I liken this to knowing the proper lyrics to a song that is on the radio. In the days before Google, which allows you to simply check the Internet for the proper words to a song you liked, you were reduced to just listening to a song over and over again to try to figure out what the singer was saying. This has produced some hilarious misunderstandings. I can’t tell you how disappointed I was when I found out that the Steve Miller Band’s song, “Big Ol’ Jet Airliner” was not, in fact, actually a hymn to my home state, “Good Ol’ North Carolina.” And my family still gives my father a hard time about the Christmas morning we found him unloading presents from the trunk of his car, merrily singing, “Feliz La-De-Dah.” And our esteemed Director of Music, Kevin Barger, apparently thinks that the old favorite hymn, “Lead On, O King Eternal,” has always sounded more like, “Lead On, O Kinky Turtle.” One musician, Seal, intentionally does not include the lyrics of his songs in his albums just so that people can come up with their own understanding of whatever he’s singing, blissfully ignorant of what the words really are. The words to songs and stories, unless explicitly laid out, are often easy to get wrong.
That is the essence of what is happening between John the evangelist and his community in a letter he writes just around the turn of the first century after Christ’s birth. He is trying to get the lyrics straight and clear up a growing misunderstanding. By this point, only a few decades have passed, perhaps, since Jesus has risen from the dead and ascended to heaven, and yet there is already some disagreement among his closest followers as to what Jesus’ life on earth meant.
|All Saints icon|
The particular details of this controversy are not known to us anymore, but it apparently was so critical to the understanding of the Christian faith that John found he needed to make some things very clear. Bottom line was the factions of people who disagreed with John in the early church wanted to deny that Christ came in the flesh. That is, their understanding of God was such that they had no place for Jesus’ wanting to be involved in anything messy, like birth—or death, for that matter—and the daily ups and downs of human life.
And John was adamant: Jesus was real. His birth was real, his ministry among the sick and marginalized was real, and his death and resurrection—also extremely real—had really claimed God’s people from a life of sin death. This reclaiming that Jesus had done, made meaningful for each believer through the sacrament of Baptism, was so real one could say a new life had begun for believers on the other side of that water, right here and now. Claimed as God’s child by Jesus’ sacrifice, the believer’s life was now synched to a hope that was not fully tangible. Creatures made of flesh, themselves, they had been saved from a future of death and decay. With their lives and with their faith, they pointed forward to a new reality in the future that had not yet been revealed. Their eyes were set on the faithfulness of God even after their own death, and the promise of their own eventual purity, just as he is pure.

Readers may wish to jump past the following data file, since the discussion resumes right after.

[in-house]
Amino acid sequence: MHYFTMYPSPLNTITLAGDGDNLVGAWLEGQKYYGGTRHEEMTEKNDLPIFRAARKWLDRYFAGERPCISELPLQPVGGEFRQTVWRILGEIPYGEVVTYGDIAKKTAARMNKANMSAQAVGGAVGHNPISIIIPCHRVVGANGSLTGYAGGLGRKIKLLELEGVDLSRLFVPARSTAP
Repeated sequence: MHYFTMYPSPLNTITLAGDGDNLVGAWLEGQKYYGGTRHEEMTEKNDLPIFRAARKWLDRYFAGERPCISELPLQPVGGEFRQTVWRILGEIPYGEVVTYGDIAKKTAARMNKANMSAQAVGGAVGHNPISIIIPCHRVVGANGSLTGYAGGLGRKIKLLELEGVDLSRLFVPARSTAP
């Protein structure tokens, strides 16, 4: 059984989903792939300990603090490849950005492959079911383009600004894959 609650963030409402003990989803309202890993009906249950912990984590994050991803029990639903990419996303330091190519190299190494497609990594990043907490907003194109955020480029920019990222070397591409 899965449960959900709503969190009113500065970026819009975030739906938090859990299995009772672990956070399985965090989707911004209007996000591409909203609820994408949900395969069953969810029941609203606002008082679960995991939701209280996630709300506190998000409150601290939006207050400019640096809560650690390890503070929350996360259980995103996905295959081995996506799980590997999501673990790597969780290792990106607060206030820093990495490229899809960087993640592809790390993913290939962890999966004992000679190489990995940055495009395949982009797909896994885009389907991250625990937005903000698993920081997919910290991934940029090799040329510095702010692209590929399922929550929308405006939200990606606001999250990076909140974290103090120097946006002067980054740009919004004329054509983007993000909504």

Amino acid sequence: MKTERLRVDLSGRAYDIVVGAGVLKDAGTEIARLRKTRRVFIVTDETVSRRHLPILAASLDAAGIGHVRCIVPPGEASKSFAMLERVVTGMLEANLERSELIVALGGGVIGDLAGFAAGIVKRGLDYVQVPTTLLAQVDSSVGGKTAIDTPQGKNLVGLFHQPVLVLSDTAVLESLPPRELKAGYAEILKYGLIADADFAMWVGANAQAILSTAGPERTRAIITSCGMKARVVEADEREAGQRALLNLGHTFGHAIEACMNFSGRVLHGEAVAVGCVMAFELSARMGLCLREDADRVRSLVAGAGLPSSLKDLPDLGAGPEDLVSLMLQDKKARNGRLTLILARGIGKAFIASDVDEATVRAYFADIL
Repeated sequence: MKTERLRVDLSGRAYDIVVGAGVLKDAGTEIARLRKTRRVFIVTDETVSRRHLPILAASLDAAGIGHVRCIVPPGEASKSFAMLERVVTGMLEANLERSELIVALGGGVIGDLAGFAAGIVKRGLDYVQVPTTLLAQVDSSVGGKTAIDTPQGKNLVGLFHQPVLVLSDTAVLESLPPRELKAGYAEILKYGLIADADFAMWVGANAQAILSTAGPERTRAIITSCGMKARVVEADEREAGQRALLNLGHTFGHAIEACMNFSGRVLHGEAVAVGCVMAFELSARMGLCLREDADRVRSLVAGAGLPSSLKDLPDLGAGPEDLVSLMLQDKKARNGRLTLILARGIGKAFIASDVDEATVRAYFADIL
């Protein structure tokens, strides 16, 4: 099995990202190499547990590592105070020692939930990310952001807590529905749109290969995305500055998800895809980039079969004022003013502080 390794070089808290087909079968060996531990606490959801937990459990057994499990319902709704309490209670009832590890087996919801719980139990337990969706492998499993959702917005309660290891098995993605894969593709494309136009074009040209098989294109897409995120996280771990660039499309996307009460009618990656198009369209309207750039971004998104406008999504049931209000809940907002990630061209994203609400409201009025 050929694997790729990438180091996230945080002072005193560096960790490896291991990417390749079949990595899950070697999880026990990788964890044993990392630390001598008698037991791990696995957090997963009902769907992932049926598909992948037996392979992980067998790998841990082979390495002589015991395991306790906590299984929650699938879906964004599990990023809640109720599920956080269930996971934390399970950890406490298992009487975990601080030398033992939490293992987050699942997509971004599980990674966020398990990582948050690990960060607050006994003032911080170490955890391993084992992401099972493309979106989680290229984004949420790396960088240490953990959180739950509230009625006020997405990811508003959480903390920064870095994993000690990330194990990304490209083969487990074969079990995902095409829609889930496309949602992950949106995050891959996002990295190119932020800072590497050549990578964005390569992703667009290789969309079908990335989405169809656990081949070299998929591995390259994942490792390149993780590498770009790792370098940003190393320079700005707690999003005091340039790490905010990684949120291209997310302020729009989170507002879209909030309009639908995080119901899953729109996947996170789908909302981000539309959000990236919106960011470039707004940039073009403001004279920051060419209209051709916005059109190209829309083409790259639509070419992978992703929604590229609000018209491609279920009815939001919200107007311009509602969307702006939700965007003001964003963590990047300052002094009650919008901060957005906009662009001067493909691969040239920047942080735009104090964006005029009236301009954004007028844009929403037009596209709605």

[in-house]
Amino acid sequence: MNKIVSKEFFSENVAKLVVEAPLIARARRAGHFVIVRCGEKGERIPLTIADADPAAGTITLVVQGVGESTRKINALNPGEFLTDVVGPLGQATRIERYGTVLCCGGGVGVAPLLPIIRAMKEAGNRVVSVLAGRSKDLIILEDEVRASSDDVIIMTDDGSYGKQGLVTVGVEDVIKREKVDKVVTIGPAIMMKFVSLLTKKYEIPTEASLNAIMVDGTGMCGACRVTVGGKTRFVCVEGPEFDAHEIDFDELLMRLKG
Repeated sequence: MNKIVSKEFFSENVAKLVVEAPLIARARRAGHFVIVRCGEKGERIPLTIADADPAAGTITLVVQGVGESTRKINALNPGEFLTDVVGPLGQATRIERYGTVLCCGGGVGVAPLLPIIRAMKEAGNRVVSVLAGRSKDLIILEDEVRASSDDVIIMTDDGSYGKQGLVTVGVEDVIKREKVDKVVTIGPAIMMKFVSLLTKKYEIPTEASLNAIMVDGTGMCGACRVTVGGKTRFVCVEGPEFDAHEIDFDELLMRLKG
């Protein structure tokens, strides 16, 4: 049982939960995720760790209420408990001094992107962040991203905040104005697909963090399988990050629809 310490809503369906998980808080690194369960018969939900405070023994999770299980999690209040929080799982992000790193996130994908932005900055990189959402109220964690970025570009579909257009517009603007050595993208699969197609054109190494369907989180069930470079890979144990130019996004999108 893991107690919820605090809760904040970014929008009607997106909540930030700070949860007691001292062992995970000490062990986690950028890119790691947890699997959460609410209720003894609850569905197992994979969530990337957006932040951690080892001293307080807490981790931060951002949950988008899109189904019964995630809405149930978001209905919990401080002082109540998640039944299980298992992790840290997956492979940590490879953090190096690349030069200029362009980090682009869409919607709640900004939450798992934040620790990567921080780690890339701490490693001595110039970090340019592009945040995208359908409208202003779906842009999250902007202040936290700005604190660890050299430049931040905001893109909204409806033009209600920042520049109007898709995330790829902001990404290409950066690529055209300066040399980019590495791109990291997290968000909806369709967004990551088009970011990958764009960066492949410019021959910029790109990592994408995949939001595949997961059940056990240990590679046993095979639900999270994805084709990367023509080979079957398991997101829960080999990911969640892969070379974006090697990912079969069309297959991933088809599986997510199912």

Those were the true lyrics of the faith, but they could be misunderstood. As God’s children, they would have some explaining to do on occasion. That is, they were going to need to be prepared to offer up, in both their words and actions, this real version of things—a view where God’s love in Jesus is turning things around. “The reason the world does not know us is that it did not know him,” John states, emphasizing the point that just as Jesus was and still is misunderstood, so can his followers expect to be misunderstood as they continue in his way. If some people in their community did not understand why John and his supporters behaved as though their lives—messy though they were—had been claimed for something better, it was no wonder. Jesus had been nailed to the cross for saying such things, too.
The British writer and theologian C.S. Lewis does an excellent job of portraying this aspect of Jesus’ nature and ministry in his series of children’s novels, The Chronicles of Narnia (which are really for adults, too). Those who are familiar with the fictitious kingdom of Narnia the characters who live there know that the Christ-figure in these stories is depicted as a giant lion named Aslan who is described as fierce and terrible but also beautiful and just. Aslan is often lurking in the shadows and mysteriously present just when someone is in need.